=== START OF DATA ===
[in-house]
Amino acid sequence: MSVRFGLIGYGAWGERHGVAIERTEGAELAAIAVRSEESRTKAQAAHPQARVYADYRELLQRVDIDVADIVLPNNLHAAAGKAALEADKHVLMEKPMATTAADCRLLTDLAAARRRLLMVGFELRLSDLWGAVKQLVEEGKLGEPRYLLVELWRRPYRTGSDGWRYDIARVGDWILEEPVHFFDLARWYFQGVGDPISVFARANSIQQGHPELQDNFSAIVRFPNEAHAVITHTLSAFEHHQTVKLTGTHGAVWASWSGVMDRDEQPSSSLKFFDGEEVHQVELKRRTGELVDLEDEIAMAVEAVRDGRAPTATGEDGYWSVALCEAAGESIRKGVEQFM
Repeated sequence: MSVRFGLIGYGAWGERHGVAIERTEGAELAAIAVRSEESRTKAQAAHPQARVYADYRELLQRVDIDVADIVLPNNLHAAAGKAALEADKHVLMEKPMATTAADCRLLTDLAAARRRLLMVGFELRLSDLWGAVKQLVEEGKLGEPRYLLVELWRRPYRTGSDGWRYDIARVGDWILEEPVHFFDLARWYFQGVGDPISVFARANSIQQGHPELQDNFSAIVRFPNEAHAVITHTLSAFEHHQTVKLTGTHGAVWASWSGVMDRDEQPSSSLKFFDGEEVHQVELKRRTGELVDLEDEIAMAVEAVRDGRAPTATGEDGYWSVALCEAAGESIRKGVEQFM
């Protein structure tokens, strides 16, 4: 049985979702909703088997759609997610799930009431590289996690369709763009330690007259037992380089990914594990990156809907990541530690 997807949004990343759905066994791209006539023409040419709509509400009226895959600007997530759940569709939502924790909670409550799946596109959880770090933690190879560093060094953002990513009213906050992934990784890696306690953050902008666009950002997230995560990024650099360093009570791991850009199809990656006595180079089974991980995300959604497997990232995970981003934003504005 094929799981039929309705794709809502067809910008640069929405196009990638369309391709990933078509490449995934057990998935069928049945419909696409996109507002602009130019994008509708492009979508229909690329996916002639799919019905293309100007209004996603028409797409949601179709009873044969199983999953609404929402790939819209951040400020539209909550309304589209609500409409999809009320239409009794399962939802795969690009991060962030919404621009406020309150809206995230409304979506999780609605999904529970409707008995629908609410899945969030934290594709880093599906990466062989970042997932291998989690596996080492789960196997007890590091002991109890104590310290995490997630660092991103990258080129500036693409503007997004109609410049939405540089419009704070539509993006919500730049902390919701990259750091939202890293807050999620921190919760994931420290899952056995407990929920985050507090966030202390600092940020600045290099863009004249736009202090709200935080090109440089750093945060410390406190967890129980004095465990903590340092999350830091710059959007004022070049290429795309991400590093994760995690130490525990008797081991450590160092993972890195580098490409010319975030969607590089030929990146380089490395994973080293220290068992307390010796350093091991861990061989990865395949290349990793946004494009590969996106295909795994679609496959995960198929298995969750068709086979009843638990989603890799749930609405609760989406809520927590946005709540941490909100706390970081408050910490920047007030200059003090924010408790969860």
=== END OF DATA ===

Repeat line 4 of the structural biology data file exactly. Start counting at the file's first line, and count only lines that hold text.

């Protein structure tokens, strides 16, 4: 049985979702909703088997759609997610799930009431590289996690369709763009330690007259037992380089990914594990990156809907990541530690 997807949004990343759905066994791209006539023409040419709509509400009226895959600007997530759940569709939502924790909670409550799946596109959880770090933690190879560093060094953002990513009213906050992934990784890696306690953050902008666009950002997230995560990024650099360093009570791991850009199809990656006595180079089974991980995300959604497997990232995970981003934003504005 094929799981039929309705794709809502067809910008640069929405196009990638369309391709990933078509490449995934057990998935069928049945419909696409996109507002602009130019994008509708492009979508229909690329996916002639799919019905293309100007209004996603028409797409949601179709009873044969199983999953609404929402790939819209951040400020539209909550309304589209609500409409999809009320239409009794399962939802795969690009991060962030919404621009406020309150809206995230409304979506999780609605999904529970409707008995629908609410899945969030934290594709880093599906990466062989970042997932291998989690596996080492789960196997007890590091002991109890104590310290995490997630660092991103990258080129500036693409503007997004109609410049939405540089419009704070539509993006919500730049902390919701990259750091939202890293807050999620921190919760994931420290899952056995407990929920985050507090966030202390600092940020600045290099863009004249736009202090709200935080090109440089750093945060410390406190967890129980004095465990903590340092999350830091710059959007004022070049290429795309991400590093994760995690130490525990008797081991450590160092993972890195580098490409010319975030969607590089030929990146380089490395994973080293220290068992307390010796350093091991861990061989990865395949290349990793946004494009590969996106295909795994679609496959995960198929298995969750068709086979009843638990989603890799749930609405609760989406809520927590946005709540941490909100706390970081408050910490920047007030200059003090924010408790969860």